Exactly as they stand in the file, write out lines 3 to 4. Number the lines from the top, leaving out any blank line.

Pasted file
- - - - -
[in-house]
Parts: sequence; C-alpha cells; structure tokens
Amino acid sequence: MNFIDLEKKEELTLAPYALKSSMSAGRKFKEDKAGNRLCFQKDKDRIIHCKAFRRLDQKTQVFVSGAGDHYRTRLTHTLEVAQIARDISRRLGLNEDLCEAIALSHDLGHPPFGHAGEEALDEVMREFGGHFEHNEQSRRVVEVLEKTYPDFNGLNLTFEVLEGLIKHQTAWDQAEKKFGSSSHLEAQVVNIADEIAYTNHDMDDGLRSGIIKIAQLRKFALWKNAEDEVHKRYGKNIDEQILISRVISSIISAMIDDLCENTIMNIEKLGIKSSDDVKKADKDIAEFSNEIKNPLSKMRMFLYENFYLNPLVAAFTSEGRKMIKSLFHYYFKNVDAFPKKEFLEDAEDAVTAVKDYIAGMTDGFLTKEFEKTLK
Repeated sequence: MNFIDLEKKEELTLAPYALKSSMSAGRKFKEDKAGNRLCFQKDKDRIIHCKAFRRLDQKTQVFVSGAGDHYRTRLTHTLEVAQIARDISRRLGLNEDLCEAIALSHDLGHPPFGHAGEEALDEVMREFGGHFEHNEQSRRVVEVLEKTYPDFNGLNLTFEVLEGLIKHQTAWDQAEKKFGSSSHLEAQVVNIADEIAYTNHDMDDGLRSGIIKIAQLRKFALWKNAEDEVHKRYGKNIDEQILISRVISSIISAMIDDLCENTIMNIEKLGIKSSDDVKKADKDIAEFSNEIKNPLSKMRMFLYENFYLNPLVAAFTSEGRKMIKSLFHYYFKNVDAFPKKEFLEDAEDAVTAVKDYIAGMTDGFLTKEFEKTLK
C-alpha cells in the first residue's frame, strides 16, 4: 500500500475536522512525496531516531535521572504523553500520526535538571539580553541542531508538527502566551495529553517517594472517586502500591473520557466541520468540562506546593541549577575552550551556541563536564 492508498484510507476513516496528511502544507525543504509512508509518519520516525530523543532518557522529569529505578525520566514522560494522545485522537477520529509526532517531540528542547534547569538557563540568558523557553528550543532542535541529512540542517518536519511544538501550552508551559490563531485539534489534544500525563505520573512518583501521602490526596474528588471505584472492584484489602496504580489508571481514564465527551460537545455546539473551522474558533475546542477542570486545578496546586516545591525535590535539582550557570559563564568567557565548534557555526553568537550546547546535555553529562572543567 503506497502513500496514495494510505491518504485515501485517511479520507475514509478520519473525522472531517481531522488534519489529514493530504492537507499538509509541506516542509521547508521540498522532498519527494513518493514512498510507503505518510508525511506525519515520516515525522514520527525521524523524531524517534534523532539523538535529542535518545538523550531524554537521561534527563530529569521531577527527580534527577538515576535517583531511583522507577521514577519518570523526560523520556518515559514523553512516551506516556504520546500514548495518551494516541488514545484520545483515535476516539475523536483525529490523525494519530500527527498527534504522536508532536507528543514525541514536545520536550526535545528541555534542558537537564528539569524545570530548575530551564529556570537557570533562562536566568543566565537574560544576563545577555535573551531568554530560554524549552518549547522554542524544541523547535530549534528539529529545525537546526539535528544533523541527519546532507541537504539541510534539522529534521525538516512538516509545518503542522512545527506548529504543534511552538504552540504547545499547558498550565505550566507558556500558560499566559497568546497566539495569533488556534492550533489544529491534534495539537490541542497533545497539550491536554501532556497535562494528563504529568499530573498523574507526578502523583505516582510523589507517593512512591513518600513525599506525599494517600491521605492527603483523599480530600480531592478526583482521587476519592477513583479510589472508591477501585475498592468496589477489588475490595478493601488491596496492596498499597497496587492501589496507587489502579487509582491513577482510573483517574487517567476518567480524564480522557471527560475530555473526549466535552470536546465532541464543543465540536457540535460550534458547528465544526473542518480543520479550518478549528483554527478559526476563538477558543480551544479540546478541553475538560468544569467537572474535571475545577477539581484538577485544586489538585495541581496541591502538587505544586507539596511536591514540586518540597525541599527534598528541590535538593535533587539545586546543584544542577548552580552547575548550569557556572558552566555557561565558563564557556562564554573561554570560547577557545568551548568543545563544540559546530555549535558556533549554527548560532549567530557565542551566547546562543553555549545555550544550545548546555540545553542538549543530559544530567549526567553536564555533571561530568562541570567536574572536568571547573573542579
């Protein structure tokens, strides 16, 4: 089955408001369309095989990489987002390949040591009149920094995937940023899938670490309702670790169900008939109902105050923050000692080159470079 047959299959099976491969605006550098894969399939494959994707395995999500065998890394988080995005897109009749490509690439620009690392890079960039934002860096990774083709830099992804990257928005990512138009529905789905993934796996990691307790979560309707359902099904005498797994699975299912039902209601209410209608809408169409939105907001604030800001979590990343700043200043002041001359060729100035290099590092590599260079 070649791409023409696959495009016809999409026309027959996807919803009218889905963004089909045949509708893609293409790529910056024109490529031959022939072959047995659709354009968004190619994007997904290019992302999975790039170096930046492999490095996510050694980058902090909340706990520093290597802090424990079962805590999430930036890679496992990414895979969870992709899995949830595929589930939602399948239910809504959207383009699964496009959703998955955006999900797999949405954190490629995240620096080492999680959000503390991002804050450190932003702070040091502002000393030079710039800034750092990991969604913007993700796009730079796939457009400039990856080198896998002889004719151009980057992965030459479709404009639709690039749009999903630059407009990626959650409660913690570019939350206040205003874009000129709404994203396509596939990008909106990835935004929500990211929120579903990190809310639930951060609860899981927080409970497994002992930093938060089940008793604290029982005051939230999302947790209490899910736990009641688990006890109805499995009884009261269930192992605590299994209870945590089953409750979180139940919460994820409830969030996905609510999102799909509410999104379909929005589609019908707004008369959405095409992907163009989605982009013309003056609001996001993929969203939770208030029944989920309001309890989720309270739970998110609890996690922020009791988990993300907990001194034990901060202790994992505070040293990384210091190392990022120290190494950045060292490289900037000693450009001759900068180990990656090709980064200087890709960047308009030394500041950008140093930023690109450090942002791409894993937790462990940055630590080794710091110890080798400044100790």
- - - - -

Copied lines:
Amino acid sequence: MNFIDLEKKEELTLAPYALKSSMSAGRKFKEDKAGNRLCFQKDKDRIIHCKAFRRLDQKTQVFVSGAGDHYRTRLTHTLEVAQIARDISRRLGLNEDLCEAIALSHDLGHPPFGHAGEEALDEVMREFGGHFEHNEQSRRVVEVLEKTYPDFNGLNLTFEVLEGLIKHQTAWDQAEKKFGSSSHLEAQVVNIADEIAYTNHDMDDGLRSGIIKIAQLRKFALWKNAEDEVHKRYGKNIDEQILISRVISSIISAMIDDLCENTIMNIEKLGIKSSDDVKKADKDIAEFSNEIKNPLSKMRMFLYENFYLNPLVAAFTSEGRKMIKSLFHYYFKNVDAFPKKEFLEDAEDAVTAVKDYIAGMTDGFLTKEFEKTLK
Repeated sequence: MNFIDLEKKEELTLAPYALKSSMSAGRKFKEDKAGNRLCFQKDKDRIIHCKAFRRLDQKTQVFVSGAGDHYRTRLTHTLEVAQIARDISRRLGLNEDLCEAIALSHDLGHPPFGHAGEEALDEVMREFGGHFEHNEQSRRVVEVLEKTYPDFNGLNLTFEVLEGLIKHQTAWDQAEKKFGSSSHLEAQVVNIADEIAYTNHDMDDGLRSGIIKIAQLRKFALWKNAEDEVHKRYGKNIDEQILISRVISSIISAMIDDLCENTIMNIEKLGIKSSDDVKKADKDIAEFSNEIKNPLSKMRMFLYENFYLNPLVAAFTSEGRKMIKSLFHYYFKNVDAFPKKEFLEDAEDAVTAVKDYIAGMTDGFLTKEFEKTLK